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So, in some respects, the tone is already not entirely consistent here, but the story is developing in a light-footed way. In the second half, however, the drama comes to the fore. We get a flashback to the time when the mother was still alive, and we see a whole new side of the father, played by Jiro Sato ("Violence Action"). The main focus is on the disease that confines the mother to a wheelchair. She slowly turns into a vegetable and wants to die. But her husband can't let go. At some point, though, they start talking about euthanasia. This is where the killer comes in. He introduces himself as someone who wants to help others by relieving them from their pain. The killer, embodied by Hiroya Shimizu ("Tokyo Revengers"), does not reveal much about his psyche, and it would have been nice to learn more about his past, but the villain is still pretty fleshed out compared to those in other thrillers.

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But "Missing" offers some twists that go in all kinds of directions, and so the question arises who is actually the real villain here, or whether there are even several of them. In addition, the victims of the killer are not always nice people either, and above all, there is a woman in the foreground, who really wants nothing more than to die. On a moral level, the movie asks some interesting questions and leads us deeper and deeper into the broken psyche of the killer, but also into that of the father. In a few scenes, the thriller can also get quite bloody. But as mentioned before, it's actually the themes that require the viewer to be a little more hard-shelled. Watching the mother trying to somehow hang herself from the curtains even though she doesn't really have the strength to do so, and then seeing the father hesitating to free her from the curtains is a pretty hard gut punch.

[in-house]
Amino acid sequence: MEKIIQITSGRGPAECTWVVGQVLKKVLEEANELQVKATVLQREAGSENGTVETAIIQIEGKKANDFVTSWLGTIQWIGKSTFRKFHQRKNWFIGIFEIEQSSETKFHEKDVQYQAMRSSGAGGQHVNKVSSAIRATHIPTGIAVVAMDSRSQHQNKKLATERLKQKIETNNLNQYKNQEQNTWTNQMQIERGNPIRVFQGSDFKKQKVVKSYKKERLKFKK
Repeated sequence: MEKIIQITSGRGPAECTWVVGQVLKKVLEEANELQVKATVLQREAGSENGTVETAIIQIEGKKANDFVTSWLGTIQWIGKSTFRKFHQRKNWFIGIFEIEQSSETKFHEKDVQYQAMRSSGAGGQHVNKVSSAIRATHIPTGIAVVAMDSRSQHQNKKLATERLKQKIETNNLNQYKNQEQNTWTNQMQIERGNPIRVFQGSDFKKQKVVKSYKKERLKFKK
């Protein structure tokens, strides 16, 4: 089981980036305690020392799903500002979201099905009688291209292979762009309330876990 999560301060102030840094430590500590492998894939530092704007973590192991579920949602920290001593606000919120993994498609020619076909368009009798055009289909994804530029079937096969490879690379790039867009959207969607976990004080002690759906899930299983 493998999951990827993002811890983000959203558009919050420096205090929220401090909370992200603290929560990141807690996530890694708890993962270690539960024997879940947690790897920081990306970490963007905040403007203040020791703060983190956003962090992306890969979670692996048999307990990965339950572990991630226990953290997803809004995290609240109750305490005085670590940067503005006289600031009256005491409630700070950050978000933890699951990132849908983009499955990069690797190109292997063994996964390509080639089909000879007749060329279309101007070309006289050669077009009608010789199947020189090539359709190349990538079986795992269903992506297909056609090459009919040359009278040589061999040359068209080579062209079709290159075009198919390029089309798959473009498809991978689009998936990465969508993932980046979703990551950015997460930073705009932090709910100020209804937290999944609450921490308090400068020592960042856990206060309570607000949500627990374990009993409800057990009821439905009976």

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Since the second half is told entirely as a flashback, we also see a few overlaps with the first half towards the end. These sometimes turn out quite funny too, which is even more confusing when you try to figure out what kind of tone the director was actually aiming for. There's no question that "Missing" gets more and more gripping towards the end and deals with complex topics that set it apart from other thrillers. Unfortunately, it is still problematic, though, that the movie feels divided into two parts - even though both parts are brought together towards the end -, and therefore the tonal change is simply too strong. Most critics didn't seem to have a problem with that, but considering the rating on Rottentomatoes, viewers apparently thought differently. I, myself, also really want to recommend "Missing", but in the end, I need to hold back because this otherwise interesting thriller simply lacks coherence.

(Author: Manfred Selzer)